Apart from violent crime, high prices and less-tasty-than-Ipoh/Penang/KL food, there is another thing that Johor is infamous for: Literally everyone who comes to Johor Bahru notices immediately the very poor state of the roads. They’re super bumpy, even the main roads!
Why is this so when road renovations seem to be carried out all the time? Are the materials used to repave the roads of inferior quality to that used elsewhere in the country? Are the people in charge extremely inept to use such poor materials year after year?
Or is it simply because of rampant corruption? Each time the road is fixed, a large lump of the money goes to some VIP or contractor’s pockets. There is then less money for the fixing of the roads, leading to the condition of the roads deteriorating much faster.
But that’s a GOOD thing for the corrupt! Because that means the road will need to be re-fixed sooner, meaning more money for their fat pockets!
Meanwhile, road users suffer discomfort, vehicles need more repairs… And someone dies from the effects of corruption.
They execute the heads responsible for non-lethal food and toys contamination in China. Should the same be carried out for the selfish, greedy neglect that led to an actual death in Johor?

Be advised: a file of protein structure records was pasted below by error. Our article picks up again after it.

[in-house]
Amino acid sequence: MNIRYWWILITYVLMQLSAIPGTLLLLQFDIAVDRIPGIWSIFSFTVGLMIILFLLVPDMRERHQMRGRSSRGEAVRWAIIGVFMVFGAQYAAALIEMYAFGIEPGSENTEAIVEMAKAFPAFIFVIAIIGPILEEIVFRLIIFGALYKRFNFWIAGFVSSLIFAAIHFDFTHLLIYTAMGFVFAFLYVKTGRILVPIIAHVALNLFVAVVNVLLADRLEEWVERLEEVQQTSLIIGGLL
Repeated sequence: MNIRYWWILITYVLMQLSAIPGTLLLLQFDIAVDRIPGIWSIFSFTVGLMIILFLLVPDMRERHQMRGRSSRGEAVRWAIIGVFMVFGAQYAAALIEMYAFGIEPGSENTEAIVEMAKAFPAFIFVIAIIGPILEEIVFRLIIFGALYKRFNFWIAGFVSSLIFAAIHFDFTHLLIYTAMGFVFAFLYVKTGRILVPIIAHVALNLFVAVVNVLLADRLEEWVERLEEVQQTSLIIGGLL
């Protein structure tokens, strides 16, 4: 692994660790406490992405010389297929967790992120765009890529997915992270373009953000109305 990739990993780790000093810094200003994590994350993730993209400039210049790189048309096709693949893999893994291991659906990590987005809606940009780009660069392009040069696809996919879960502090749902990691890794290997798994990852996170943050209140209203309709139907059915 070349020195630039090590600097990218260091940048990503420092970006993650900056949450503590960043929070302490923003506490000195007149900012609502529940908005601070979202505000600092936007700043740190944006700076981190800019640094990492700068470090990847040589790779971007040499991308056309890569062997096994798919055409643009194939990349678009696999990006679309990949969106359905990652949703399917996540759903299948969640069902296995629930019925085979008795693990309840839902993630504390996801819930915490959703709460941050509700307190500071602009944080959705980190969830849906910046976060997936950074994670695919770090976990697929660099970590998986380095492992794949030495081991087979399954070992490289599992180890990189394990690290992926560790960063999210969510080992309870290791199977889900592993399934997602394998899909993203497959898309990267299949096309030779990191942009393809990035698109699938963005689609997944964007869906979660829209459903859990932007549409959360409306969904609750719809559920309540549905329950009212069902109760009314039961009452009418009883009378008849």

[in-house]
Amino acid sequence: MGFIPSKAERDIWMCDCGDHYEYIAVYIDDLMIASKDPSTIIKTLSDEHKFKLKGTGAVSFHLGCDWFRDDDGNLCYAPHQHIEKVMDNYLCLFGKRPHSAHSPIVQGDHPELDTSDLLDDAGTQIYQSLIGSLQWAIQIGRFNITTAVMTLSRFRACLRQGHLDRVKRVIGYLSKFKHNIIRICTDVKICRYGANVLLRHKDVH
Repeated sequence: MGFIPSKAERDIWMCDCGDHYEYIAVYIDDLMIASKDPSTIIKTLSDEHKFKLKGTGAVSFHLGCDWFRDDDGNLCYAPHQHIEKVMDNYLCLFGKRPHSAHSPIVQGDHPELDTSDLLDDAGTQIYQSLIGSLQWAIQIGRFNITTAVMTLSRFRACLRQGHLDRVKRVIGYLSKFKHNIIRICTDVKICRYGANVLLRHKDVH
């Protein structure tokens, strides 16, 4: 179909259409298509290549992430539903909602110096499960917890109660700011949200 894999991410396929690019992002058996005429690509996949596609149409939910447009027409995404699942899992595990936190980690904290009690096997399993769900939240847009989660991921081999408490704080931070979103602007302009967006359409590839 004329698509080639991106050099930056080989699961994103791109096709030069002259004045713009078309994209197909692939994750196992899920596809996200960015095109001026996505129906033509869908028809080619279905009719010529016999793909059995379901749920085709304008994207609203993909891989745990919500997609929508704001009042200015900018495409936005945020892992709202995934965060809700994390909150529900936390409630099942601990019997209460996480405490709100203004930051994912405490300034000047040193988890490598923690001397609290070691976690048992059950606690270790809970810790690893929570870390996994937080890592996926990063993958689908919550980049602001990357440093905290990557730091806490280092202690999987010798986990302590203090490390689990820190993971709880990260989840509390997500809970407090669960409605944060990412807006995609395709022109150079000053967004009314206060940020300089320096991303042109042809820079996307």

From The Star 24 Aug 2007:
Pothole that cost a life
JOHOR: It cost a life to get a pothole patched up.
Tan Cheng Ming, 20, was riding pillion on a motorcycle last Friday at 4am when the machine hit a pothole that was about as wide as a manhole and 5cm deep.
The impact caused Cheng Ming to be thrown off the motorcycle, and he sustained head injuries upon landing. He was rushed to the Sultan Ismail Hospital but died there.
His friend, Tam Tok Wei, 20, who was driving, escaped with minor injuries while the motorcycle was barely damaged except for some scratches and a bent front wheel.
Cheng Ming’s father, Robin Tan, said the Johor Baru City Council (MBJB) patched up the pothole in Jalan Daya, Taman Daya, about two days after the accident.
“When there is a loss of life, only then will they act. We have to bring this up to the authorities, because we don’t want others to lose their loved ones, too.
“The street lights along that road are also not so bright as they are shaded by trees, so the rider might not have seen the pothole at night,” Tan told The Star.
The 53-year-old taxi driver said that with the exception of highways, many roads in Johor Baru are riddled with potholes.
Tan said they had started planning for Cheng Ming’s 21st birthday celebration next month when the accident occurred.
“Twenty years of love, and just like that, because of other people’s mistake, my son paid with his life,” he said.